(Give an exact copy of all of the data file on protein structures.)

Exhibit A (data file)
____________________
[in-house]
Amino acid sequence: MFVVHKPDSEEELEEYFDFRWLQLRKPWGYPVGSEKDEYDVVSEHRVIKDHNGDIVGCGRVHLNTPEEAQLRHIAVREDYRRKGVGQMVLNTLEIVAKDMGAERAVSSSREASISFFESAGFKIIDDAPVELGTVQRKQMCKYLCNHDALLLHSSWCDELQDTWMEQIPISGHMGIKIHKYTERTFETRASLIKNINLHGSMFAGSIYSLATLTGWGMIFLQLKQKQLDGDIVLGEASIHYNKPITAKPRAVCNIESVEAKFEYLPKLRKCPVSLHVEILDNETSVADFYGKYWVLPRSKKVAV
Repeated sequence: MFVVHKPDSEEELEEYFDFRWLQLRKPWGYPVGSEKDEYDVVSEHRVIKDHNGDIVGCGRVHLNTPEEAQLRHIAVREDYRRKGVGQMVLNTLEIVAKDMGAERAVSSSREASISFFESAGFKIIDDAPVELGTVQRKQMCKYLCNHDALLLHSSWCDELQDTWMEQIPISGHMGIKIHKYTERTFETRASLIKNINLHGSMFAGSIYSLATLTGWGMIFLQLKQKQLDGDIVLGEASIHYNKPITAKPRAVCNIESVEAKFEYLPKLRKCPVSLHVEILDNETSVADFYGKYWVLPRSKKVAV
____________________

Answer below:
[in-house]
Amino acid sequence: MFVVHKPDSEEELEEYFDFRWLQLRKPWGYPVGSEKDEYDVVSEHRVIKDHNGDIVGCGRVHLNTPEEAQLRHIAVREDYRRKGVGQMVLNTLEIVAKDMGAERAVSSSREASISFFESAGFKIIDDAPVELGTVQRKQMCKYLCNHDALLLHSSWCDELQDTWMEQIPISGHMGIKIHKYTERTFETRASLIKNINLHGSMFAGSIYSLATLTGWGMIFLQLKQKQLDGDIVLGEASIHYNKPITAKPRAVCNIESVEAKFEYLPKLRKCPVSLHVEILDNETSVADFYGKYWVLPRSKKVAV
Repeated sequence: MFVVHKPDSEEELEEYFDFRWLQLRKPWGYPVGSEKDEYDVVSEHRVIKDHNGDIVGCGRVHLNTPEEAQLRHIAVREDYRRKGVGQMVLNTLEIVAKDMGAERAVSSSREASISFFESAGFKIIDDAPVELGTVQRKQMCKYLCNHDALLLHSSWCDELQDTWMEQIPISGHMGIKIHKYTERTFETRASLIKNINLHGSMFAGSIYSLATLTGWGMIFLQLKQKQLDGDIVLGEASIHYNKPITAKPRAVCNIESVEAKFEYLPKLRKCPVSLHVEILDNETSVADFYGKYWVLPRSKKVAV